13th February 2022

Scottish Consultation Report on the Infected Blood Compensation Framework

SIBF’s Tommy Leggate was commissioned, jointly with Haemophilia Scotland, to carry out the Scottish consultation on a proposed Infected Blood Compensation Scheme. This Scottish Consultation was […]
13th April 2022

Update on the Scottish Infected Blood Psychology Service

Urgent help needed - Scottish Government have asked SIBF and Haemophilia Scotland to try to help track down relatives who might qualify for payments.
6th March 2022

Urgent help needed: Might you know the relatives of someone who died and has yet to receive last year’s parity payments?

Urgent help needed - Scottish Government have asked SIBF and Haemophilia Scotland to try to help track down relatives who might qualify for payments.
20th August 2019

Joint Member’s meeting – SIBF and Haemophilia Scotland – Saturday 7th September 2019

Joint member meeting 11am, 7 September 2019, Mercure Hotel, Glasgow
20th March 2020

COVID-19 Advice from Scottish Government

We now have more specific advice to share with you from the Scottish Government in relation to the risk categories and guidance/policies to be followed for each group.
6th April 2020

COVID-19 – Advice for people with chronic liver disease

The latest advice received from Scottish Government is detailed below.

This can also be downloaded in pdf format from this link



Healthcare Quality and Improvement Directorate

Planning and Quality Division

Date: 2 April 2020

Coronavirus (COVID-19) – Important advice for people with chronic liver disease

This leaflet provides you and your family with information about how Coronavirus (COVID-19) might affect you if you have chronic liver disease.

The most common symptoms of COVID-19 are a new continuous cough and/or a fever/high temperature (37.8C or greater).

A new continuous cough is where you:

  • have a new cough that’s lasted for an hour
  • have had 3 or more episodes of coughing in 24 hours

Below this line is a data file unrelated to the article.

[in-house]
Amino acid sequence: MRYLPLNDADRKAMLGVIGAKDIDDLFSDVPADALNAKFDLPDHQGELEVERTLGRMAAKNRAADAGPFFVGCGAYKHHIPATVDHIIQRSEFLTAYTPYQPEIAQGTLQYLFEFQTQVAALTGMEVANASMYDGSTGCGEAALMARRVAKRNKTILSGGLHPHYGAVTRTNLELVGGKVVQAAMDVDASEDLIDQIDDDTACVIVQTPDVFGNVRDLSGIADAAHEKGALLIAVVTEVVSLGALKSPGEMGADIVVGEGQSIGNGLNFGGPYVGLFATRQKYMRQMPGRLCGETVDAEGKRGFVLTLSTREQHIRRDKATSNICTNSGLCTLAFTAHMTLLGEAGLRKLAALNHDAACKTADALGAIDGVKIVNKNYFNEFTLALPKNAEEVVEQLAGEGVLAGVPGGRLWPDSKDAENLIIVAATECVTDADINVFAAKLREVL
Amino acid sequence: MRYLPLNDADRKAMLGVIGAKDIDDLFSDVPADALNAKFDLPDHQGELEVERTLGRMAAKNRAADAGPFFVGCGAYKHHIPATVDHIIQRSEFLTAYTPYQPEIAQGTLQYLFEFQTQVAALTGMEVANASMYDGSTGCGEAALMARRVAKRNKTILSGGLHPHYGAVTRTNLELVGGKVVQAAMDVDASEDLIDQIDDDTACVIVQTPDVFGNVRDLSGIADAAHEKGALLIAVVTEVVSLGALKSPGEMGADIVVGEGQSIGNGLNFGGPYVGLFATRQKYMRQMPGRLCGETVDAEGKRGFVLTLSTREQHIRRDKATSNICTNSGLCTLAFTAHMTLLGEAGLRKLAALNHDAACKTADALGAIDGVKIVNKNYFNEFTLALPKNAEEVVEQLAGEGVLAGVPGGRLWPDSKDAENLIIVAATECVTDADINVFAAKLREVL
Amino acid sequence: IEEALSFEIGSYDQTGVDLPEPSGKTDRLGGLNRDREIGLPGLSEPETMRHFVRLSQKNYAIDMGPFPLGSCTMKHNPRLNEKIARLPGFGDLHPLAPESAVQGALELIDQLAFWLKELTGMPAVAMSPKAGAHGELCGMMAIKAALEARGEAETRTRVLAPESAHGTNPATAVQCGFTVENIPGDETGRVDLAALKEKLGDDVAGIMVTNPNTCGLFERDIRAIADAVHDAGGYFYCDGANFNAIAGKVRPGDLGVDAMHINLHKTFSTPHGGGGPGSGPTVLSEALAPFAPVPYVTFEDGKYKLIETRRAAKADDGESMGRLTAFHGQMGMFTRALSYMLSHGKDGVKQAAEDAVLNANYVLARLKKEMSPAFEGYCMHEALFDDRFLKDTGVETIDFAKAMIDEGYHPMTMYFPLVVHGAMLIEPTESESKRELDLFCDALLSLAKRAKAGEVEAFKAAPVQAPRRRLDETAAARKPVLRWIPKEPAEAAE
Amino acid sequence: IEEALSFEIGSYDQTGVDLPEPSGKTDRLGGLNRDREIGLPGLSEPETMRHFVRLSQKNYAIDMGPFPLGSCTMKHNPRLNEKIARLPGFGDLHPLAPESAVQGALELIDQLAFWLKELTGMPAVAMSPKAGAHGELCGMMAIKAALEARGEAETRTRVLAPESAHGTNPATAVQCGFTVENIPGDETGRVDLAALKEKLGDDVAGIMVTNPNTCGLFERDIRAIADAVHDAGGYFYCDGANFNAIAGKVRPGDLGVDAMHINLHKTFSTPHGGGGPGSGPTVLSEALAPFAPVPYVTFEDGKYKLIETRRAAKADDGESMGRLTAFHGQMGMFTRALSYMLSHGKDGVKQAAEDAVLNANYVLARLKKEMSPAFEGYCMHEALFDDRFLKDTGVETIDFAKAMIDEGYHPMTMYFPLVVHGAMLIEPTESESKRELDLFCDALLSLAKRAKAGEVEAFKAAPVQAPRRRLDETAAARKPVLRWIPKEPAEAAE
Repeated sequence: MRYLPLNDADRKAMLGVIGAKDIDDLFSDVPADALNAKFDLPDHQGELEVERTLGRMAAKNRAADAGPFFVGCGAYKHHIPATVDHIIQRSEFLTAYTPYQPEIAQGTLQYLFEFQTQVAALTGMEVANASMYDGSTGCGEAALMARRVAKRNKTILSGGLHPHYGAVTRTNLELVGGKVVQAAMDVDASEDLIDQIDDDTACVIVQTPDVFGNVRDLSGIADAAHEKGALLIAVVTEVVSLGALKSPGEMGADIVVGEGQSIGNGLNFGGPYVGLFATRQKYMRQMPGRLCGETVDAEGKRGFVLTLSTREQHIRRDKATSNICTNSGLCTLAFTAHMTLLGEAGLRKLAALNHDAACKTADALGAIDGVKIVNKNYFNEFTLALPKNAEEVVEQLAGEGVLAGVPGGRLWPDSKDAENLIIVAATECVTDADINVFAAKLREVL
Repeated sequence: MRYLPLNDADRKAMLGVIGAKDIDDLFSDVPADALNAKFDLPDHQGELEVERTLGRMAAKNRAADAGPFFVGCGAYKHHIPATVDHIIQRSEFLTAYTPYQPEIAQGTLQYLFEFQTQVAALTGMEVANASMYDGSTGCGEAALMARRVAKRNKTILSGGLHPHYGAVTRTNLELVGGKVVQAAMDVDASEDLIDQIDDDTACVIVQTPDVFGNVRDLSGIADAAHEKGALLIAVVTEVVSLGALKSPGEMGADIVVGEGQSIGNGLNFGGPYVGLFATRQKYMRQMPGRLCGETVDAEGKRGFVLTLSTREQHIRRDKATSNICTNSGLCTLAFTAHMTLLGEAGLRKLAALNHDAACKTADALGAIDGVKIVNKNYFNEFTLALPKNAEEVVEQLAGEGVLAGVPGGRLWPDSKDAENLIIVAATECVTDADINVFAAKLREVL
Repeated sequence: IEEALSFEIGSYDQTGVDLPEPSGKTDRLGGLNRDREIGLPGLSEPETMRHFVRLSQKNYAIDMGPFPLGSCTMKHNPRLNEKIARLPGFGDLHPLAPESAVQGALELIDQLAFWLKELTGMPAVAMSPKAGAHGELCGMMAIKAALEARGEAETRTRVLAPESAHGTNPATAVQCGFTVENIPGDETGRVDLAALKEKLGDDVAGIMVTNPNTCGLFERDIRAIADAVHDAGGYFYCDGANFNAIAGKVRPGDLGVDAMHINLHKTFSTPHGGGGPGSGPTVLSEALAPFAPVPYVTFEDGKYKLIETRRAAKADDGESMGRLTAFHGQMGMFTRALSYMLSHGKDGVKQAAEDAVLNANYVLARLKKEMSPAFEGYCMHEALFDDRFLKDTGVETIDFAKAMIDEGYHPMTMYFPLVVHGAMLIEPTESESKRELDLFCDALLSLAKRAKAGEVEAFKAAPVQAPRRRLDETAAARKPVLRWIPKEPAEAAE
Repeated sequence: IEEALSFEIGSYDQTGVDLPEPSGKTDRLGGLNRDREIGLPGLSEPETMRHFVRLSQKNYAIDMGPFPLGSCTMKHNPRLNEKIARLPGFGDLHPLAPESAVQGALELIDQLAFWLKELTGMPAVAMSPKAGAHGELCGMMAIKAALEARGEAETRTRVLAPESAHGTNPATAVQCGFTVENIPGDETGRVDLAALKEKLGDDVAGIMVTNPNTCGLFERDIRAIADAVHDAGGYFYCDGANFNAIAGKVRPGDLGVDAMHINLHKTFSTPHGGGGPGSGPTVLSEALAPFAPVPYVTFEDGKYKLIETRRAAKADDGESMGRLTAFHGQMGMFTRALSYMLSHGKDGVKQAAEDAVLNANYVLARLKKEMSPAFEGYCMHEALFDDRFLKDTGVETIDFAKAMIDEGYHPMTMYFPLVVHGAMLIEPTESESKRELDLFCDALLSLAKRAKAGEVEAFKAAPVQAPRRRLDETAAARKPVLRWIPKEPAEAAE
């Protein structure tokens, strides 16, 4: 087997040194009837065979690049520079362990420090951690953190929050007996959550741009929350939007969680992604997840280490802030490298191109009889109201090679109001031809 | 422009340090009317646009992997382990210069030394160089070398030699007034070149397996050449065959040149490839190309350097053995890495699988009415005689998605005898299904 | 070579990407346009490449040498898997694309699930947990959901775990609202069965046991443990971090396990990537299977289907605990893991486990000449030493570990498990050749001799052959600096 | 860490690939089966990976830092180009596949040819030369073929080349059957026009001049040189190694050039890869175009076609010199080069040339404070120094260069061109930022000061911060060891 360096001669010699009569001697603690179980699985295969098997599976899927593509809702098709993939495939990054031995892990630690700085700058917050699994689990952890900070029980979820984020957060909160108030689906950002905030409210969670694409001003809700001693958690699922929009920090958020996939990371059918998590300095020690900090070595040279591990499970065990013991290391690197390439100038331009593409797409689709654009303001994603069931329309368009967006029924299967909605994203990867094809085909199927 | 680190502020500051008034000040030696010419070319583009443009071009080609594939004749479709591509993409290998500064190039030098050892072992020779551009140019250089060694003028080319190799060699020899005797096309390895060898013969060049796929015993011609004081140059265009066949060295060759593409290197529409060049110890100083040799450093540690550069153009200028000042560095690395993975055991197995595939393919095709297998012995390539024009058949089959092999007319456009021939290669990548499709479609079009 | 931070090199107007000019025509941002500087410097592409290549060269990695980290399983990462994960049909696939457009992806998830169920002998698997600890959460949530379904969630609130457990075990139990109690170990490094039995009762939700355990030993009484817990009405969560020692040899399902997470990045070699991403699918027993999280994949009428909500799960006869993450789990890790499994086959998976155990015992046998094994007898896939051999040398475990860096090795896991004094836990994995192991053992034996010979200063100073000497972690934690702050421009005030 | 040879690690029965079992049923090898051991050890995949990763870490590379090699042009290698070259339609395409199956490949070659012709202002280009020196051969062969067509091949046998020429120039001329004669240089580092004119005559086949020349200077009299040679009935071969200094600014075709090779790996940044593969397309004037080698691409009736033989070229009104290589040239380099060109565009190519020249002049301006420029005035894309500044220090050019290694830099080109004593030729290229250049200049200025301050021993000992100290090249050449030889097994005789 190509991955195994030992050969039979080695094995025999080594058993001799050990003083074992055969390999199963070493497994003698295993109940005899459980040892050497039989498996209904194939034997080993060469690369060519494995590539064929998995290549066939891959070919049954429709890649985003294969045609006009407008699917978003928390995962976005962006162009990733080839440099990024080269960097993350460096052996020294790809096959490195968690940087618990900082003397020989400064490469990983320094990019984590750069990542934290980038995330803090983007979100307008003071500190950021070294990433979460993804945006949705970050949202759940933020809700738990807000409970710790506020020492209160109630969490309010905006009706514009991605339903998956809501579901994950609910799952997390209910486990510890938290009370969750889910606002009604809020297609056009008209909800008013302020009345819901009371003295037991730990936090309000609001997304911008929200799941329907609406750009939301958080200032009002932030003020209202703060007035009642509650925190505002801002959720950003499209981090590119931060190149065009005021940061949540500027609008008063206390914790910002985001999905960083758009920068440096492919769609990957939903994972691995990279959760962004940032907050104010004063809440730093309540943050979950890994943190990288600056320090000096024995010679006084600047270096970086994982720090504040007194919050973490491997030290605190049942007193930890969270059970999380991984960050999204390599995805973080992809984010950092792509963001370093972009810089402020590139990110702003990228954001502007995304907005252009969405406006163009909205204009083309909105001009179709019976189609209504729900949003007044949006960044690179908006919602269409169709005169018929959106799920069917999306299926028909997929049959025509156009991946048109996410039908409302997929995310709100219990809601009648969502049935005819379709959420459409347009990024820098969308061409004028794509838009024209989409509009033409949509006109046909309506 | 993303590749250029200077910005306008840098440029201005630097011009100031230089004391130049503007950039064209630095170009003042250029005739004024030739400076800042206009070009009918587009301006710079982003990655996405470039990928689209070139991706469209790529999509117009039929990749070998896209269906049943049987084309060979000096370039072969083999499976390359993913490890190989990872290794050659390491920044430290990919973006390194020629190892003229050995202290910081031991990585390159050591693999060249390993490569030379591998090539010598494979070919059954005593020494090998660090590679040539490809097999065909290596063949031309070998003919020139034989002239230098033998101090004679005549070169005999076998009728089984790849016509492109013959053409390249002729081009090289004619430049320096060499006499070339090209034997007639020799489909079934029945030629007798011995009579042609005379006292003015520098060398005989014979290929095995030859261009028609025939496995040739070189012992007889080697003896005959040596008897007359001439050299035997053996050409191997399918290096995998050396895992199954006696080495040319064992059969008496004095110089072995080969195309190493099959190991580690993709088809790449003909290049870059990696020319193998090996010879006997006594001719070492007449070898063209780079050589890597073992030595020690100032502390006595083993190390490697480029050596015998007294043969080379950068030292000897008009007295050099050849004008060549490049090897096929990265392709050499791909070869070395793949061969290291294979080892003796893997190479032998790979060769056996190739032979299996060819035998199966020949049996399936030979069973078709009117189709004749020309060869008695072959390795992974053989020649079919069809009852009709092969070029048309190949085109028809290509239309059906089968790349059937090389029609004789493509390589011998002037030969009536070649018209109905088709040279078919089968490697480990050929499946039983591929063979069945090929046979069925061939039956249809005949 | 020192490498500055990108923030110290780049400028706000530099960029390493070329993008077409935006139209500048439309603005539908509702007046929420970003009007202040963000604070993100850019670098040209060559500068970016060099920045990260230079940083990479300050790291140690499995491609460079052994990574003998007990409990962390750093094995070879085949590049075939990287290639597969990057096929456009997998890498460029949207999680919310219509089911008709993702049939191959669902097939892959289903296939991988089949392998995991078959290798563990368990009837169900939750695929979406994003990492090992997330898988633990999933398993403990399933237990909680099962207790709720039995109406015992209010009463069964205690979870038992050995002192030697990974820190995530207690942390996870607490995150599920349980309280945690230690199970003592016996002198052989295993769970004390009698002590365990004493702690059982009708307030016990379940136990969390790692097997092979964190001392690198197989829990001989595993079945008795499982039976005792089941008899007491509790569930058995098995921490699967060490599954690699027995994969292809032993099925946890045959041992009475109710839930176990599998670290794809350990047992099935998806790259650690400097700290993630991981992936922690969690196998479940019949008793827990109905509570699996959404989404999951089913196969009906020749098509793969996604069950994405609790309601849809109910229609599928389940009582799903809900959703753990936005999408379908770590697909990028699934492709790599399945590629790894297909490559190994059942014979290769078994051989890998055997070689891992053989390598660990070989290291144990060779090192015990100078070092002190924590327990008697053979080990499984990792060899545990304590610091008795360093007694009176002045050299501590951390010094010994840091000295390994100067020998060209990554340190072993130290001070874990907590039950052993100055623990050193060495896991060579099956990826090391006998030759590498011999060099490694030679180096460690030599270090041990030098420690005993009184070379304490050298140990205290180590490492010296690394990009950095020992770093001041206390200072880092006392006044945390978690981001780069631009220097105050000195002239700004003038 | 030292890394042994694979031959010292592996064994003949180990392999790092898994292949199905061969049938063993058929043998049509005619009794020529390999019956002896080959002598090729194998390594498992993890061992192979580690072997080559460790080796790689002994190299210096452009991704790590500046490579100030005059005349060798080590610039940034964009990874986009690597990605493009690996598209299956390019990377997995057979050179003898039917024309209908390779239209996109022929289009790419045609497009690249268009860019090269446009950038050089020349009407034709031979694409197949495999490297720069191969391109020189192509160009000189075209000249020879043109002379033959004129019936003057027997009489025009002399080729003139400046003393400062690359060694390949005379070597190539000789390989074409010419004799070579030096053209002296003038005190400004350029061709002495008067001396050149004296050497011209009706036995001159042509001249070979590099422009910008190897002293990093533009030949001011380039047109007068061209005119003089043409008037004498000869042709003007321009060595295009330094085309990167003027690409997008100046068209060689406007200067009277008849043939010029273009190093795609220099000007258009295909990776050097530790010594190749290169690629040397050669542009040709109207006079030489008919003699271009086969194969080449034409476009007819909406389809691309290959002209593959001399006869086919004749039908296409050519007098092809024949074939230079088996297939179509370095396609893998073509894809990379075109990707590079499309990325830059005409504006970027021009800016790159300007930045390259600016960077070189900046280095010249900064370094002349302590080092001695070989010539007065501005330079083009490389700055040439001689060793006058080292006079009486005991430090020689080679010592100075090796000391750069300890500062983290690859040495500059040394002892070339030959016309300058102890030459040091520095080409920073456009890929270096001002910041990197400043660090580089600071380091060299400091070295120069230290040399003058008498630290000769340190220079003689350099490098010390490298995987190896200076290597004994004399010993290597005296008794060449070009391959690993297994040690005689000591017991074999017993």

• are coughing more than usual

A high temperature is feeling hot to the touch on your chest or back (you don’t need to measure your temperature). You may feel warm, cold or shivery.

Some people will have more serious symptoms, including pneumonia or difficulty breathing, which might require admission to hospital.

Your safety is our priority and we aim to minimise disruption to hospital services where possible. The NHS will continue to provide vital cancer treatments, and emergency and urgent care for all patients. With that in mind we have listed some important information below. This advice includes answers to questions you may have and details on services that can offer advice and support.

Some groups of people are considered to be at extremely high risk of severe illness with COVID-19. If you are in this group you will receive a letter from NHS Scotland or be contacted by your doctor. If you are in this group you should follow shielding measures: conditions/infections-and-poisoning/coronavirus-covid-19/coronavirus-covid- 19-shielding.

What should I know about Coronavirus/COVID-19 and chronic liver disease?

Some people with chronic liver disease have a higher risk of becoming ill if they have Coronavirus/COVID-19 because their immune system is weakened. This is the case in people with cirrhosis (scarring of the liver) and people on immunosuppressant medication. If either of these apply to you, you will be contacted directly by the NHS with advice that you should stay at home at all times and avoid all face-to-face contact until told otherwise. It is possible this advice will change as more information is available and, if so, you will be contacted again.

The British Liver Trust also has useful information for people with liver disease: liver-disease-and-liver-transplant-patients/

Advice for people that have had a liver transplant is available at for-transplant-recipients


Where can I call for support?

If you have concerns about your condition or your treatment you should contact your liver specialist team.

The NHS Inform Scotland website has up-to-date information and answers to frequently asked questions. poisoning/coronavirus-covid-19

For general information and any concerns about Coronavirus / COVID-19 you can call 0800 028 2816 (COVID-19 helpline).

For other non-emergency health concerns, your first point of contact should still be your GP or 111. They are likely to assess you over the telephone or via video link rather than in person to reduce the risk of infection from Coronavirus / COVID-19.

The British Liver Trust also has information on its website about Coronavirus / COVID-19.

Further information is available at: liver-disease-and-liver-transplant-patients/

What is the risk to me if I have chronic liver disease?

People receiving immune-suppression therapies, which put them at higher risk of severe illness from Coronavirus/COVID-19 will receive a letter from NHS Scotland outlining more specific advice to keep themselves safe.